In that spirit, I skirted the fence surrounding the construction site, looking for a way in. I reached one end of the fence and found myself approaching a taciturn construction worker who was off by himself and preparing to light up. He was wearing shades, but it was obvious he was staring at me and knew I'd probably want a word with him. He held his cigarette low, at parade rest, politely awaiting whatever I had to say.
I sidled up to the fence (to the extent that a man in my desperate condition could sidle), said, "This is going to sound strange, but..." and asked the gentleman whether it would be all right if I used one of the porta-johns. He said that would be fine, but I'd better be quick about it because I'd be on site without a hard hat. I asked the man for his name-- "Jeff," he said. I told him I simply wanted to be able to tell the other workers who had permitted me on site if anyone got to asking what I was doing. Jeff nodded absently and lit up. In his mind, I had already ceased to exist.
Jeff had indicated that the entrance was all the way around the other side of the site, exactly opposite where I'd been standing and conversing. Figures, right? I managed the perimeter walk, found an empty john with no trouble (no one asked any questions), and loudly gave vent to my pent-up anal fury.
The porta-johns in Washington State seem, for the most part, to be supplied by a company with the disgusting name Honey Bucket (in the DC area, it's common to see Don's Johns). Maybe it's just me, but I don't imagine that, if you reached into one of those septic tanks and dredged the bottom with clawed fingers, you'd come away with an arm covered in honey. Am I nuts to think that the "honey bucket" image, when applied to septic waste, is a mite quease-inducing?
Hiney-bucket seems more apropos.
So I did the dirty deed and schlepped away a happier man. But I also know I'm not eating breakfast again if I plan either to teach for several hours straight or to walk more than ten miles.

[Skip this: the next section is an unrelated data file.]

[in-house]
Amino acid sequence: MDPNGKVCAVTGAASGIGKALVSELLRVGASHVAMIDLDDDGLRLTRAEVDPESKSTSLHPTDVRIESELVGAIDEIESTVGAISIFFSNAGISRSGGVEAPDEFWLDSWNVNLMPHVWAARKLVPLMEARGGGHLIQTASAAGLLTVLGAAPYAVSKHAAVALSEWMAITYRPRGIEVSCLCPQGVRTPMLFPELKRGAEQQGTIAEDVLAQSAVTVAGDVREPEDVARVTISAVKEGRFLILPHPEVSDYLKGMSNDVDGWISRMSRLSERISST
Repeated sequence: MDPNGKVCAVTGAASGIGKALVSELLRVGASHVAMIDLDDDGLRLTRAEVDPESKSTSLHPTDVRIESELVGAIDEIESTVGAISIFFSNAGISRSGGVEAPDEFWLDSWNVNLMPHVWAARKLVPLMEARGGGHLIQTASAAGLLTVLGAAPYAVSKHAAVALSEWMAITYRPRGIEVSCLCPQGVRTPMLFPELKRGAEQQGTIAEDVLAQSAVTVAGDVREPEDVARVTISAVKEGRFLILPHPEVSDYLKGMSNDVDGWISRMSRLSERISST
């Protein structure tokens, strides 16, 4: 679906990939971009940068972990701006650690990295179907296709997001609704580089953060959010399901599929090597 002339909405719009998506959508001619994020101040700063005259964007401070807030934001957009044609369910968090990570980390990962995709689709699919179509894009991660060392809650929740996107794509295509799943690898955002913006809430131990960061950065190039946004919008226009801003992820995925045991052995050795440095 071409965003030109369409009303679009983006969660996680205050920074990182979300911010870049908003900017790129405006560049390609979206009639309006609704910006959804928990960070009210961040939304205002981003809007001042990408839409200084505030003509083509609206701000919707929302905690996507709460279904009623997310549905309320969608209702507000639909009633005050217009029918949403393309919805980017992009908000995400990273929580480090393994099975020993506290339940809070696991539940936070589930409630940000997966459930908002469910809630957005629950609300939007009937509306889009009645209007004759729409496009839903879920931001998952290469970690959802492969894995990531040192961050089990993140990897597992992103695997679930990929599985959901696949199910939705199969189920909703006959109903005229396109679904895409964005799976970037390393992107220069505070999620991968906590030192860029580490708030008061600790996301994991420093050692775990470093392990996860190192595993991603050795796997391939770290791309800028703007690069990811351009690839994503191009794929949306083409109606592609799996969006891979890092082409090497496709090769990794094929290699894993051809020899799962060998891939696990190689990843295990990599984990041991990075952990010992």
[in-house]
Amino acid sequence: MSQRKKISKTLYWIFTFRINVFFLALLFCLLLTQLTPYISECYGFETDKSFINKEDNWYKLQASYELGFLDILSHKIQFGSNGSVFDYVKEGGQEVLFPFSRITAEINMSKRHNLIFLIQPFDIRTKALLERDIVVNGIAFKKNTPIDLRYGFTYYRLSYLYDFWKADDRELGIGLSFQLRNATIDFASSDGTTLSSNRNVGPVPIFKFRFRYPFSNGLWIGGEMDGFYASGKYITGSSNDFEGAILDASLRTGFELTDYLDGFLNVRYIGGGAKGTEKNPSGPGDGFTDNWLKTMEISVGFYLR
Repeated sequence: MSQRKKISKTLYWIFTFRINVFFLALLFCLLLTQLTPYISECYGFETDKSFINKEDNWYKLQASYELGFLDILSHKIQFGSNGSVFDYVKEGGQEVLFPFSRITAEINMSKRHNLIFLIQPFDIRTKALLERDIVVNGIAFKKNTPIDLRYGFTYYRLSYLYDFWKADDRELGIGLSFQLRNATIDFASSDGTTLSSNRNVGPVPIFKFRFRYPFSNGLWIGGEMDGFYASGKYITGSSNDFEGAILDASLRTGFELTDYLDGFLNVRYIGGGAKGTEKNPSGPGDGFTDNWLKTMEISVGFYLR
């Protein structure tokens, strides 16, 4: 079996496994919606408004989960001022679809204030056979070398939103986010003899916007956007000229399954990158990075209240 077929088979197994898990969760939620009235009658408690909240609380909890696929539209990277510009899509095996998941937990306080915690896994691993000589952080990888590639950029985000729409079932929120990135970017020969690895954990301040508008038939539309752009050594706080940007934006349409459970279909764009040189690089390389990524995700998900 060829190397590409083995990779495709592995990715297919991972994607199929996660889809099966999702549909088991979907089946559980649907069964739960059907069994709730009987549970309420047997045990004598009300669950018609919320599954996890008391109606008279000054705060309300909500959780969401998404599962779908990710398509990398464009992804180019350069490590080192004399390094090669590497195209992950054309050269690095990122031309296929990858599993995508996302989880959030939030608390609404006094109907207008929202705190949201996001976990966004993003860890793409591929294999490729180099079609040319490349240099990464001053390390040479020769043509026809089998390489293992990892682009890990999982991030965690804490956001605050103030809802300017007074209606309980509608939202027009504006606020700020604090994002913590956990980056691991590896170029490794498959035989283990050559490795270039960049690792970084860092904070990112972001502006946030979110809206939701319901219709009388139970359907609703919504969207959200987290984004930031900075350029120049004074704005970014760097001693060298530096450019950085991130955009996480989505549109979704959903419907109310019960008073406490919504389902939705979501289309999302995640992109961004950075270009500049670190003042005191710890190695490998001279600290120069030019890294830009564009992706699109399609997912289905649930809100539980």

Friday, June 20, 2008
I got off to a late start toward Lakewood this morning because I decided to take advantage of the free Belgian waffles offered by the place I was staying at in Auburn. Carbo-loading, baby.
After clickety-clacking a few miles, I shrugged off my pack and strapped one of the trekking poles to it. The object of the game today is simply to minimize pressure on my right foot which, though largely healed, still isn't 100%. I need only one pole for that.
I've met one large hill on today's walk; it was only about a quarter-mile long, but I felt every inch of it. I did manage to get to the top without stopping, but I stopped soon after when I reached a Seven-Eleven and bought one big-ass can each of Arizona brand fruit punch and peach tea. Sometimes water just don't cut it.
According to Rico, the term for what I'm doing is "credit card tourism," which sounds rather pejorative. Perhaps the implication is that a person is somehow not really on a trek if they always have a cozy place to stay every night. Well, I've made no bones about the fact that I'm not on an adventure hike or attempting anything extreme. I also find myself passing through regions where camping is conceivable but illegal. I'd rather avoid the ire of both the police and owners of private property, if at all possible, which pretty much confines me to three things: (1) whatever hotels or motels I find along the way, (2) residences (CouchSurfing or otherwise) that are willing to take me in for free, and (3) religious institutions that are also willing to take me in (free or paid). If it comes to a choice between walking and sleeping on the street, as happened my final night in Bellingham, I'd rather walk.